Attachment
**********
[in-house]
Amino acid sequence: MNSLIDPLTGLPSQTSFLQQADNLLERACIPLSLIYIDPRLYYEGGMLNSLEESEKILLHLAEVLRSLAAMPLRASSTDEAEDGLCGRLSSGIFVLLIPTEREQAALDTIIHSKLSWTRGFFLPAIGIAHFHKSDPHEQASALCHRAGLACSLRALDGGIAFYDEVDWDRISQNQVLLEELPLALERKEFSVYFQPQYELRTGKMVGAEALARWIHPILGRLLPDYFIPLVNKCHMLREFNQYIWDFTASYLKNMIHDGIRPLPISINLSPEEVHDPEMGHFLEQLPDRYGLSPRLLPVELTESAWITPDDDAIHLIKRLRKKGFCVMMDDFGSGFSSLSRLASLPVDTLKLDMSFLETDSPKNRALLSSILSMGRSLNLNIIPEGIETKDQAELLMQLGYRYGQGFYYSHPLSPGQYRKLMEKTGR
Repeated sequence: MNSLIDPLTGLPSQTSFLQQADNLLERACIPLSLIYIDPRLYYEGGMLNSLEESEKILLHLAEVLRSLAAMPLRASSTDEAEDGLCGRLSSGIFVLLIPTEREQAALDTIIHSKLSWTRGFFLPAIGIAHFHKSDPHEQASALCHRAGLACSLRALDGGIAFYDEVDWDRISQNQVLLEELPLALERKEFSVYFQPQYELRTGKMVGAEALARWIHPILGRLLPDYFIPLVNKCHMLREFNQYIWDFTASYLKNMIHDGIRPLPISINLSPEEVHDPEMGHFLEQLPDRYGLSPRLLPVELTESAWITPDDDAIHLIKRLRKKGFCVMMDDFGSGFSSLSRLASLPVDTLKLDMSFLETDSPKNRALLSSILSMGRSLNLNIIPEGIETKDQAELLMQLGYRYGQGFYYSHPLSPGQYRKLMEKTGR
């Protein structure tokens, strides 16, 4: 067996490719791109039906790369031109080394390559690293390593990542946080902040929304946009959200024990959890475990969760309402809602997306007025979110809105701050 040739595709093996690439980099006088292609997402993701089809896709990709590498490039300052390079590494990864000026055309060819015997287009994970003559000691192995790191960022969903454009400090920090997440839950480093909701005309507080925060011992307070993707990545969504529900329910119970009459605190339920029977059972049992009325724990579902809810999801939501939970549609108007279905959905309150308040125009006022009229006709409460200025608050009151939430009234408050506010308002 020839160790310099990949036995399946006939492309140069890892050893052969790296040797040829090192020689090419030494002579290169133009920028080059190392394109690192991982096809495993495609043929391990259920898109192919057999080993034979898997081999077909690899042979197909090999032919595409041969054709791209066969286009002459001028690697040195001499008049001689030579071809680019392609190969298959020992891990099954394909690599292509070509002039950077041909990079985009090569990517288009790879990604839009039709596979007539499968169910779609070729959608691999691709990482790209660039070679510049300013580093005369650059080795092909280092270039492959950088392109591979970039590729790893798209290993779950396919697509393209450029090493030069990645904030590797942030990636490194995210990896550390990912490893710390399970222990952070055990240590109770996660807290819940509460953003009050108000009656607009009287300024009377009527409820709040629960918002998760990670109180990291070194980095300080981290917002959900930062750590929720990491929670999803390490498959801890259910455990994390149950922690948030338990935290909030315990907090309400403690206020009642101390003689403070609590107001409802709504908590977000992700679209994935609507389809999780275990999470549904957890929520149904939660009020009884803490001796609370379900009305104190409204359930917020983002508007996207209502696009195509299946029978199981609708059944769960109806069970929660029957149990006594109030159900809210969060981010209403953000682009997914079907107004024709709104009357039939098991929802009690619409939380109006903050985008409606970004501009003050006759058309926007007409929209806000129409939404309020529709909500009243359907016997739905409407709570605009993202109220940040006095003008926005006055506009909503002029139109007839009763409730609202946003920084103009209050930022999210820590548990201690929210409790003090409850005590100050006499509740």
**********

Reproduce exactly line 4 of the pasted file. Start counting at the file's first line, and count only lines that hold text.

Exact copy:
């Protein structure tokens, strides 16, 4: 067996490719791109039906790369031109080394390559690293390593990542946080902040929304946009959200024990959890475990969760309402809602997306007025979110809105701050 040739595709093996690439980099006088292609997402993701089809896709990709590498490039300052390079590494990864000026055309060819015997287009994970003559000691192995790191960022969903454009400090920090997440839950480093909701005309507080925060011992307070993707990545969504529900329910119970009459605190339920029977059972049992009325724990579902809810999801939501939970549609108007279905959905309150308040125009006022009229006709409460200025608050009151939430009234408050506010308002 020839160790310099990949036995399946006939492309140069890892050893052969790296040797040829090192020689090419030494002579290169133009920028080059190392394109690192991982096809495993495609043929391990259920898109192919057999080993034979898997081999077909690899042979197909090999032919595409041969054709791209066969286009002459001028690697040195001499008049001689030579071809680019392609190969298959020992891990099954394909690599292509070509002039950077041909990079985009090569990517288009790879990604839009039709596979007539499968169910779609070729959608691999691709990482790209660039070679510049300013580093005369650059080795092909280092270039492959950088392109591979970039590729790893798209290993779950396919697509393209450029090493030069990645904030590797942030990636490194995210990896550390990912490893710390399970222990952070055990240590109770996660807290819940509460953003009050108000009656607009009287300024009377009527409820709040629960918002998760990670109180990291070194980095300080981290917002959900930062750590929720990491929670999803390490498959801890259910455990994390149950922690948030338990935290909030315990907090309400403690206020009642101390003689403070609590107001409802709504908590977000992700679209994935609507389809999780275990999470549904957890929520149904939660009020009884803490001796609370379900009305104190409204359930917020983002508007996207209502696009195509299946029978199981609708059944769960109806069970929660029957149990006594109030159900809210969060981010209403953000682009997914079907107004024709709104009357039939098991929802009690619409939380109006903050985008409606970004501009003050006759058309926007007409929209806000129409939404309020529709909500009243359907016997739905409407709570605009993202109220940040006095003008926005006055506009909503002029139109007839009763409730609202946003920084103009209050930022999210820590548990201690929210409790003090409850005590100050006499509740």